MLB: Two Winners And Two Losers Of Winter Meetings

MLB: Two Winners And Two Losers Of Winter Meetings

Ryan Knuppel
1 year ago
3 min read
Newly acquired New York Mets pitcher Justin Verlander during his media introduction

During Winter Meetings for the MLB, there were quite a few big names that were on the move and will have new teams in 2023. Who was a winner, and who was a loser of the Winter Meetings?

Winner: New York Mets

Spending money at an unprecedented rate, New York Mets’ owner Steve Cohen has shown that he will do whatever it takes to win a championship. At the Winter Meetings, he certainly did not shy from a big deal, and the Mets are better due to it.

After seeing ace Jacob deGrom leave for Texas, the Mets signed a future Hall-of-Famer in reigning AL Cy Young winner Justin Verlander. Signed to a two-year, $86.6 million deal, Verlander is coming off a year where he went 18-4 with a 1.75 ERA en route to a World Series title with Houston.

The Mets weren’t done there. They also signed starting pitcher Jose Quintana (two years, $26 million), reliever David Robertson (one year, $10 million), and re-signed outfielder Brandon Nimmo (eight years, $162 million).

Since the meetings, the Mets have also signed Japanese hurler Kodai Senga to a five-year, $75 million deal. New York is tied for the fourth-best odds of winning the World Series at (+1000).

To make things better, it appears the Mets are going to be able to still snag superstar Carlos Correa, despite his debacle with his physical.

While it looks like some of the physical issues are happening again with his new contract with the Mets, they should still be able to finalize it. 

With the addition of Correa, the Mets now have one of the most deadly lineups in all of baseball, as well as one of, if not the best infields in the entire game.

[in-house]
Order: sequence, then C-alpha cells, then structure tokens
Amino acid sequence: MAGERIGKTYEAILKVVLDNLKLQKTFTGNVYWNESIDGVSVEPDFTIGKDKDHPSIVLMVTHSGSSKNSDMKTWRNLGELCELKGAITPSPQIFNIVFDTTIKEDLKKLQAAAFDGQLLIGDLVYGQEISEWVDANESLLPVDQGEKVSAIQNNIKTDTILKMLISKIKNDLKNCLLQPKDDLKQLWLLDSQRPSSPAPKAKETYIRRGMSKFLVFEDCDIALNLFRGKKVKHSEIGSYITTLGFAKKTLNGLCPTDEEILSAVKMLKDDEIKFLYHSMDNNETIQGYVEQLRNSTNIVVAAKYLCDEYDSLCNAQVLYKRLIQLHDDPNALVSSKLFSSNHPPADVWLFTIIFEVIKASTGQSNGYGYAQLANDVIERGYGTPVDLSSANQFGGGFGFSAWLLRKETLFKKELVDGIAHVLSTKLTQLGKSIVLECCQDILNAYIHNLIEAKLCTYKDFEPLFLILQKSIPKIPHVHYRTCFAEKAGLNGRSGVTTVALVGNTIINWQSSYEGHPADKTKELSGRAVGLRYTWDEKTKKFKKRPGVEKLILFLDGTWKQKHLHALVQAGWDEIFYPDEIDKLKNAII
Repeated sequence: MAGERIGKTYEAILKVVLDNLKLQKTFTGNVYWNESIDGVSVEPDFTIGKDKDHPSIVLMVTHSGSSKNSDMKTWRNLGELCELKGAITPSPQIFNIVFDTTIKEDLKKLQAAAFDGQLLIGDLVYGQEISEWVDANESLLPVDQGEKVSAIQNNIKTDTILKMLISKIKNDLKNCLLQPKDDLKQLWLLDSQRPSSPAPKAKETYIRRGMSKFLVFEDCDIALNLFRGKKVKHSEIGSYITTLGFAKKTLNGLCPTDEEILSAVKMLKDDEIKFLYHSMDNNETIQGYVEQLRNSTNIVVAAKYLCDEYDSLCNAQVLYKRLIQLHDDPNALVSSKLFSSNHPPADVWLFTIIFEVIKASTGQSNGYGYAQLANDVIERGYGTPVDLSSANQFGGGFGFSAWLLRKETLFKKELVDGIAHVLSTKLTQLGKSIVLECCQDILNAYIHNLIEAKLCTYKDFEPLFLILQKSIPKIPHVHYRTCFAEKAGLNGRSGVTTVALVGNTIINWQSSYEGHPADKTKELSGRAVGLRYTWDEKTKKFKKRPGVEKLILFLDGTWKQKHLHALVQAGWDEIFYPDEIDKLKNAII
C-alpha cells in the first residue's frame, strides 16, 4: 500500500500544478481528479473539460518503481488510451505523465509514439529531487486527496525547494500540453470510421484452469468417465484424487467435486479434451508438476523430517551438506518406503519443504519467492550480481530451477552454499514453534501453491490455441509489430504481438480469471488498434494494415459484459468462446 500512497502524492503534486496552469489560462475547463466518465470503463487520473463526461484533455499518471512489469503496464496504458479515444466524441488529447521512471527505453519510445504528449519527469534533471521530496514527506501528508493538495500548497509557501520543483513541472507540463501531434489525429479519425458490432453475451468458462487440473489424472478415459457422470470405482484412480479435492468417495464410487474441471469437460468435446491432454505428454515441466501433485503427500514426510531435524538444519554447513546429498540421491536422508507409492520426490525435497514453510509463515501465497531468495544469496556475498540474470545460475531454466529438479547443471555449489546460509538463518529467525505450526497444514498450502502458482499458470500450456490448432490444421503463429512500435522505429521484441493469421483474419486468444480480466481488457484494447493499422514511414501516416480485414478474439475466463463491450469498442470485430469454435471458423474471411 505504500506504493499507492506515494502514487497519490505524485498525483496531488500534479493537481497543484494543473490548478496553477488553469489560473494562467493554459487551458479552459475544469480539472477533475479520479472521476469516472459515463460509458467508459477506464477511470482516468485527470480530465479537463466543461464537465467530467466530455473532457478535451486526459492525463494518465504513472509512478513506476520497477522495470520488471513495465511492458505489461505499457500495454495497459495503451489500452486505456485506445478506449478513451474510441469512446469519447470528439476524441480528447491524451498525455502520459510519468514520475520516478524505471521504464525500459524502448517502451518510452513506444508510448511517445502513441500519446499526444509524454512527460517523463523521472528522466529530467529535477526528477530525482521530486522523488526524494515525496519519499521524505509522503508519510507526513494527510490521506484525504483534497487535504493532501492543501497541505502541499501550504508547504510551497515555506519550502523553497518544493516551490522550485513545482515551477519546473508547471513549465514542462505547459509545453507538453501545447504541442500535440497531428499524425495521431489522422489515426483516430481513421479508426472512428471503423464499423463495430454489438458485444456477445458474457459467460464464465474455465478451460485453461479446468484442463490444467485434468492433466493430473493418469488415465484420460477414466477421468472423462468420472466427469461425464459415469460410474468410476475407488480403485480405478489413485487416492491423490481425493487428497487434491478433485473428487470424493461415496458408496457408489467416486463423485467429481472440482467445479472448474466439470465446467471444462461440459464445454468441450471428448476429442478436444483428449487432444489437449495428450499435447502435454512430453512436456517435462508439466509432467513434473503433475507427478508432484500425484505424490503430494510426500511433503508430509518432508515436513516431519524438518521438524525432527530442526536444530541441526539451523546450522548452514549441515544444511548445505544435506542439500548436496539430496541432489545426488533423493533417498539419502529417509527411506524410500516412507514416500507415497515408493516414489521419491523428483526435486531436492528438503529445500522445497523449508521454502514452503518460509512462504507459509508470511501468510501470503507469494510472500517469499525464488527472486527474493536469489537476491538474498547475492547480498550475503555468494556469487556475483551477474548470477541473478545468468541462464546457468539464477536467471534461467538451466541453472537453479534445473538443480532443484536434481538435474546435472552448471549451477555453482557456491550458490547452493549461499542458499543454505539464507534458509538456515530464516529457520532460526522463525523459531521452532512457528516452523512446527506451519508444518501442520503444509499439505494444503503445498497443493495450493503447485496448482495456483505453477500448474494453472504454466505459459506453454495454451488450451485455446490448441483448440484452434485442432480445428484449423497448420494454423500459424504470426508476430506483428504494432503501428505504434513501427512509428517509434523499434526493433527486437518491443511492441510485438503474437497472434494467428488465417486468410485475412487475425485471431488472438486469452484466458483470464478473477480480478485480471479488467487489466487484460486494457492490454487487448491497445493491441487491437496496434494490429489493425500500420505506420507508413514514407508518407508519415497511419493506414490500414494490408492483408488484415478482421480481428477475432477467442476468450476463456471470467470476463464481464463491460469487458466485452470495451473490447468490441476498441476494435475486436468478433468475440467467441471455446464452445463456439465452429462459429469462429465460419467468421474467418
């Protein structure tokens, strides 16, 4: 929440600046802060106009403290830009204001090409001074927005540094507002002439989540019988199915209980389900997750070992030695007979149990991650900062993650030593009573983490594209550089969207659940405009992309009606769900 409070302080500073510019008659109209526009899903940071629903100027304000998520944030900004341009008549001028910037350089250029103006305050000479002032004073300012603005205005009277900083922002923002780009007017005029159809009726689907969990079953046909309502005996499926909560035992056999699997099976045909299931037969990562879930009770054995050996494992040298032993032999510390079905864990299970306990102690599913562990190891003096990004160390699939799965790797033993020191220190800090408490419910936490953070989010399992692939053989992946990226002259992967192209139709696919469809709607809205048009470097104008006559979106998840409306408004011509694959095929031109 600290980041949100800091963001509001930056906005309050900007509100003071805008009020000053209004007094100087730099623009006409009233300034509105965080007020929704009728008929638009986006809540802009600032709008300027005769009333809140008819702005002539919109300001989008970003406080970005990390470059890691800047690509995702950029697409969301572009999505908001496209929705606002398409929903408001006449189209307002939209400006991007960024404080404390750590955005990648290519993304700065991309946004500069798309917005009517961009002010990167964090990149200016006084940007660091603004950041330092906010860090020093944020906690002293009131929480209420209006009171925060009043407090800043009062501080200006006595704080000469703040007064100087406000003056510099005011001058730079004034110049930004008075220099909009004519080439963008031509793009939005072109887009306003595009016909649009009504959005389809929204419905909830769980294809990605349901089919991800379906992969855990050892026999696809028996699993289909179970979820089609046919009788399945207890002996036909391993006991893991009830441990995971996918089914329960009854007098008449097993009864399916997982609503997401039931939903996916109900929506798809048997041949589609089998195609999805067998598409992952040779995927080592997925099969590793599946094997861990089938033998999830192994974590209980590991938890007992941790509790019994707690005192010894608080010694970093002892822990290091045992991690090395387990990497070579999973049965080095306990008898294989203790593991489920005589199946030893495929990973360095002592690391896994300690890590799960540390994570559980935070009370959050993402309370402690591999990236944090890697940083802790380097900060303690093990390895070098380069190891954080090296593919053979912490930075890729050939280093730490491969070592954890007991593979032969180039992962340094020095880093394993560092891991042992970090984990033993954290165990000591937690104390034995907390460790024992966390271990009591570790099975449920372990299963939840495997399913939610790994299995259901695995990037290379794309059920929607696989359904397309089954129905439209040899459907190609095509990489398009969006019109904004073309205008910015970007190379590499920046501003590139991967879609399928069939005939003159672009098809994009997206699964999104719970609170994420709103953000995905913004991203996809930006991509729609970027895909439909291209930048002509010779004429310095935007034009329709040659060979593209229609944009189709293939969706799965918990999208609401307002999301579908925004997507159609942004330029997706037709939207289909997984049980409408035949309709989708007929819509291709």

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Winner: Philadelphia Phillies

After making it to the World Series, the Phillies were not content to stand pat as they competed in arguably the best division in baseball in the NL East.

At the Winter Meetings, Philadelphia signed one of the best free agents on the market in shortstop Trea Turner. Signed to an 11-year, $300 million deal, the Phillies added to an offense that already ranked seventh in scoring, averaging 4.59 runs per game.

Last season, Turner hit .298/.343/.466 with 21 home runs, 100 runs batted in, 101 runs scored, and 27 stolen bases for the Dodgers.

Philadelphia also added starter Taillon Walker (four years, $72 million) and reliever Matt Strahm (two years, $15 million) to the mix.

Loser: Boston Red Sox

The Boston Red Sox made a couple of acquisitions during the Winter Meetings, including signing Japanese outfielder Masatake Yoshida (five years, $90 million) and closer Kenley Jansen (two years, $32 million), but this is more about who they lost.

Seen as a cornerstone of the franchise over the last several years, it was shocking to Red Sox fans to see shortstop Xander Bogaerts head to the other side of the country as he signed a mega deal with the San Diego Padres.

If that wasn’t bad enough, reports since the meetings have indicated that Boston and Rafael Devers remain far apart on a contract extension. 

After finishing dead last in the AL East, 21 games behind the Yankees, the Red Sox needed to close the gap in their division, especially after New York re-signed Aaron Judge and brought in starter Carlos Rodon.

Loser: Chicago White Sox

After finishing 81-81 last season, 11 games behind the Cleveland Guardians, many Chicago fans had hoped that the White Sox would make some noise at the Winter Meetings, whether it be via free agent signings or trade. 

Fans were frustrated after the only deal the White Sox made was to sign Mike Clevinger to a one-year deal. Nothing against Clevinger, but as a back-of-the-rotation starter, he didn’t do much to move the needle.

Meanwhile, before the Winter Meetings, the White Sox lost their franchise icon Jose Abreu to the Houston Astros, and they also saw the Guardians make a savvy deal in acquiring Josh Bell to help solidify their offense.

Since the meetings, the White Sox have signed Andrew Benintendi to a five-year, $75 million deal, but that might not be enough to close the gap on the Guardians in the AL Central.

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